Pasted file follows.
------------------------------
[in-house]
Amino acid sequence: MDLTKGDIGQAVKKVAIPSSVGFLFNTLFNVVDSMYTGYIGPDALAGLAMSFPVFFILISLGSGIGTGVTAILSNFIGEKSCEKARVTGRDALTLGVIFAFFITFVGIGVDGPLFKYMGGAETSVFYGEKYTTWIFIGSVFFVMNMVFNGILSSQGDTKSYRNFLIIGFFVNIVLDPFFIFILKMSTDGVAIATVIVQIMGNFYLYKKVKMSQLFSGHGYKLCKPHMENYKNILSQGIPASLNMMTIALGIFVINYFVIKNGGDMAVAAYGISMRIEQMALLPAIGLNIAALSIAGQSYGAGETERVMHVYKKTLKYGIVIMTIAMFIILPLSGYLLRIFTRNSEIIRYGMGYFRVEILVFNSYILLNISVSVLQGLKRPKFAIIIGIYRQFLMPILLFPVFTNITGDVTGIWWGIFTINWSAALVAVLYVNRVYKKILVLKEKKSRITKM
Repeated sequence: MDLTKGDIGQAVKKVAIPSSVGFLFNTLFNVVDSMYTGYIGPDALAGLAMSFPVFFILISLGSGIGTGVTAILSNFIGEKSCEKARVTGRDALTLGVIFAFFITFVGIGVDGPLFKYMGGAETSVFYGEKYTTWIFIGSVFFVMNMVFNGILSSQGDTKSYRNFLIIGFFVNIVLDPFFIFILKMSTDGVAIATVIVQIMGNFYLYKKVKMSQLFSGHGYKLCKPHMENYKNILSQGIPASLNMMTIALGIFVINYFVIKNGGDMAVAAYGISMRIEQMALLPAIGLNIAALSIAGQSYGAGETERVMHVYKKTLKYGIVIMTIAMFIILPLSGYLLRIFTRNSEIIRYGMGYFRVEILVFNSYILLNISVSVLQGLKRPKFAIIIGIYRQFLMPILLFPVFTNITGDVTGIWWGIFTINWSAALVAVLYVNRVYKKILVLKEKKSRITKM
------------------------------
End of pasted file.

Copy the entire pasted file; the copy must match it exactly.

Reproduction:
[in-house]
Amino acid sequence: MDLTKGDIGQAVKKVAIPSSVGFLFNTLFNVVDSMYTGYIGPDALAGLAMSFPVFFILISLGSGIGTGVTAILSNFIGEKSCEKARVTGRDALTLGVIFAFFITFVGIGVDGPLFKYMGGAETSVFYGEKYTTWIFIGSVFFVMNMVFNGILSSQGDTKSYRNFLIIGFFVNIVLDPFFIFILKMSTDGVAIATVIVQIMGNFYLYKKVKMSQLFSGHGYKLCKPHMENYKNILSQGIPASLNMMTIALGIFVINYFVIKNGGDMAVAAYGISMRIEQMALLPAIGLNIAALSIAGQSYGAGETERVMHVYKKTLKYGIVIMTIAMFIILPLSGYLLRIFTRNSEIIRYGMGYFRVEILVFNSYILLNISVSVLQGLKRPKFAIIIGIYRQFLMPILLFPVFTNITGDVTGIWWGIFTINWSAALVAVLYVNRVYKKILVLKEKKSRITKM
Repeated sequence: MDLTKGDIGQAVKKVAIPSSVGFLFNTLFNVVDSMYTGYIGPDALAGLAMSFPVFFILISLGSGIGTGVTAILSNFIGEKSCEKARVTGRDALTLGVIFAFFITFVGIGVDGPLFKYMGGAETSVFYGEKYTTWIFIGSVFFVMNMVFNGILSSQGDTKSYRNFLIIGFFVNIVLDPFFIFILKMSTDGVAIATVIVQIMGNFYLYKKVKMSQLFSGHGYKLCKPHMENYKNILSQGIPASLNMMTIALGIFVINYFVIKNGGDMAVAAYGISMRIEQMALLPAIGLNIAALSIAGQSYGAGETERVMHVYKKTLKYGIVIMTIAMFIILPLSGYLLRIFTRNSEIIRYGMGYFRVEILVFNSYILLNISVSVLQGLKRPKFAIIIGIYRQFLMPILLFPVFTNITGDVTGIWWGIFTINWSAALVAVLYVNRVYKKILVLKEKKSRITKM